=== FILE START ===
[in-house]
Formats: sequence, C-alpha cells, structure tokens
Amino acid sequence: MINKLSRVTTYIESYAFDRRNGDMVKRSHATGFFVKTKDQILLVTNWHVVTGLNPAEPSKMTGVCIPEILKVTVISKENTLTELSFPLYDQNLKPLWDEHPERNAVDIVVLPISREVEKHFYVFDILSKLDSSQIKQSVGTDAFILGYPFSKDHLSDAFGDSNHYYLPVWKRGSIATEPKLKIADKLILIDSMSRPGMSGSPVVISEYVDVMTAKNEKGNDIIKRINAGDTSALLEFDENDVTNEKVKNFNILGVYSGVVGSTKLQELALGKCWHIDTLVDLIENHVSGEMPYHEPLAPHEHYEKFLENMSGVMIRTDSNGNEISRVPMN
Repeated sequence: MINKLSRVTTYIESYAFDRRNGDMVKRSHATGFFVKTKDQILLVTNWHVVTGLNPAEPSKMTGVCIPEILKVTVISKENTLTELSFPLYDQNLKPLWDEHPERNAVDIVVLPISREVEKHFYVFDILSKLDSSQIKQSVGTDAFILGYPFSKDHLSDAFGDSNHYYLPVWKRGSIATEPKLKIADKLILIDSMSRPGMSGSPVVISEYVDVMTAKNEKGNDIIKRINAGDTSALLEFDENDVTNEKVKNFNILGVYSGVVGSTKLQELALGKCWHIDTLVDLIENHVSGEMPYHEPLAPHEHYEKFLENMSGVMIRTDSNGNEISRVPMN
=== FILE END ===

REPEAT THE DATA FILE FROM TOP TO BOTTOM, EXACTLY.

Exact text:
[in-house]
Formats: sequence, C-alpha cells, structure tokens
Amino acid sequence: MINKLSRVTTYIESYAFDRRNGDMVKRSHATGFFVKTKDQILLVTNWHVVTGLNPAEPSKMTGVCIPEILKVTVISKENTLTELSFPLYDQNLKPLWDEHPERNAVDIVVLPISREVEKHFYVFDILSKLDSSQIKQSVGTDAFILGYPFSKDHLSDAFGDSNHYYLPVWKRGSIATEPKLKIADKLILIDSMSRPGMSGSPVVISEYVDVMTAKNEKGNDIIKRINAGDTSALLEFDENDVTNEKVKNFNILGVYSGVVGSTKLQELALGKCWHIDTLVDLIENHVSGEMPYHEPLAPHEHYEKFLENMSGVMIRTDSNGNEISRVPMN
Repeated sequence: MINKLSRVTTYIESYAFDRRNGDMVKRSHATGFFVKTKDQILLVTNWHVVTGLNPAEPSKMTGVCIPEILKVTVISKENTLTELSFPLYDQNLKPLWDEHPERNAVDIVVLPISREVEKHFYVFDILSKLDSSQIKQSVGTDAFILGYPFSKDHLSDAFGDSNHYYLPVWKRGSIATEPKLKIADKLILIDSMSRPGMSGSPVVISEYVDVMTAKNEKGNDIIKRINAGDTSALLEFDENDVTNEKVKNFNILGVYSGVVGSTKLQELALGKCWHIDTLVDLIENHVSGEMPYHEPLAPHEHYEKFLENMSGVMIRTDSNGNEISRVPMN